Being a hunter, and growing older makes for constant reflection in my justification for pursuing and dispatching warm-blooded animals. Many of my friends have quit as they age. I guess we tend to become more in touch with our mortality, and find ourselves wanting to preserve life rather than ending it.
I harvested a nice mature buck this year, and although I hit him hard in the vital zone, I had to follow up and apply the coup de grace. I told my son just how I felt standing there, that it gave me no pleasure to put an end to that animal's life. Were it not for the great tablefare it provided, and the time I got to enjoy with my son in the field, I would have left the rifle in the cabinet and found something else to do.
HUNTING — Numerous comments have come in regarding my Sunday Outdoors feature, “Milking the Cow Elk Tag,” a story about what to do with the most coveted permit you never hear a hunter brag about.
Following are phrases in the story that are triggering most of the “right on” and “I remember when” comments in the reader response:
“Can’t eat antlers,” my dad often said. Living through the Great Depression instilled that attitude. It served our family well.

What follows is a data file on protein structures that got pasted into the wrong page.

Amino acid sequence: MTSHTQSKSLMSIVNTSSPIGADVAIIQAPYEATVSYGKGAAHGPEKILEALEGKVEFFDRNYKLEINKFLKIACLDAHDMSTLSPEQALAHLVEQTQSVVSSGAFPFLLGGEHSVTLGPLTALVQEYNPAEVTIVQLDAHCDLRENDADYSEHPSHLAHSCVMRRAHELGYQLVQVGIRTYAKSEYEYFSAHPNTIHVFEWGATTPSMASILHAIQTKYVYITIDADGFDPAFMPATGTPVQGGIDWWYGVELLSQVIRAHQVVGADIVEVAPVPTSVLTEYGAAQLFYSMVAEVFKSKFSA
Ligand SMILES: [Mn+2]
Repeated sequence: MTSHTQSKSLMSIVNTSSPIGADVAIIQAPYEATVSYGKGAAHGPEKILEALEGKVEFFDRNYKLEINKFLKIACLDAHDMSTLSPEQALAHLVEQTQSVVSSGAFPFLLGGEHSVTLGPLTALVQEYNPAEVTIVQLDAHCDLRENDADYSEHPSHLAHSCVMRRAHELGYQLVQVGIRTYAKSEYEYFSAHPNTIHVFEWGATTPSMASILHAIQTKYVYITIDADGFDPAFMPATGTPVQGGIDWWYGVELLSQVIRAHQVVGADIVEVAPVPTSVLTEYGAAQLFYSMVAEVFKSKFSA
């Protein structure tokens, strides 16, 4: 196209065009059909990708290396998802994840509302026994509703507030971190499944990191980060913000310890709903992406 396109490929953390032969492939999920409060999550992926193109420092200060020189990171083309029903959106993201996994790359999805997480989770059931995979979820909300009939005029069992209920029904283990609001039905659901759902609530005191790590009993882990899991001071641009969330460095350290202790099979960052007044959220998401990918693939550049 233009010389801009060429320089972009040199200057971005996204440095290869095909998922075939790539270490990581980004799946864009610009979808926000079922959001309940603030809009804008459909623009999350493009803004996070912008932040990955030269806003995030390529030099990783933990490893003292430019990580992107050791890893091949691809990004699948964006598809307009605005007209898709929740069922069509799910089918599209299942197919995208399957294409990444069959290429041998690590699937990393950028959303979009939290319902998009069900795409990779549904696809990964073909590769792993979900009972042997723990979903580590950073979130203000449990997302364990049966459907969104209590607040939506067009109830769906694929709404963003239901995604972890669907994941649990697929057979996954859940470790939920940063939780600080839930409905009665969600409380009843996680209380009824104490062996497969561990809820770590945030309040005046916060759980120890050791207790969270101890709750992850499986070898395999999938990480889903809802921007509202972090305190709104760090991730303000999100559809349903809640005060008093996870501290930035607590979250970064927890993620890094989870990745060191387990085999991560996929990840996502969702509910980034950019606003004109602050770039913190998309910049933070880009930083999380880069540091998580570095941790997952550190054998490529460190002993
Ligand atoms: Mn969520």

I’ve never seen a cow elk featured on the cover of Field & Stream or Outdoor Life, yet every ordinary-guy elk hunter I know applies for a cow tag.
Maybe this is why hunters don’t gloat when they draw a cow tag. How humiliating would it be if you didn’t fill it.
My luck changed on the last morning of the season, verifying once again that getting into elk is all about putting in the time.
Following an elk down a slope in the Blue Mountains is like flirting with your best friend’s spouse. There’s no easy way out of the situation, and you make things much worse if you score.
E=mc2: That is, Eating quality equals Miles wild meat must be packed out by muscle power multiplied by the number of Contour lines crossed, squared.
I left the mountains, not with a rack to hang on the wall, but with a trophy for the freezer.
POACHING — Officers from three enforcement agencies worked together to make a case and a male suspect has been charged for illegally killing a trophy bull elk in Pend Oreille County.
Charles I. Fraley, 27, of Ione has been charged by the county prosecutor with unlawful big game hunting in the second degree, according to District Court clerks. Fraley's arrainment is set for Friday, Oct. 11, at 1 p.m.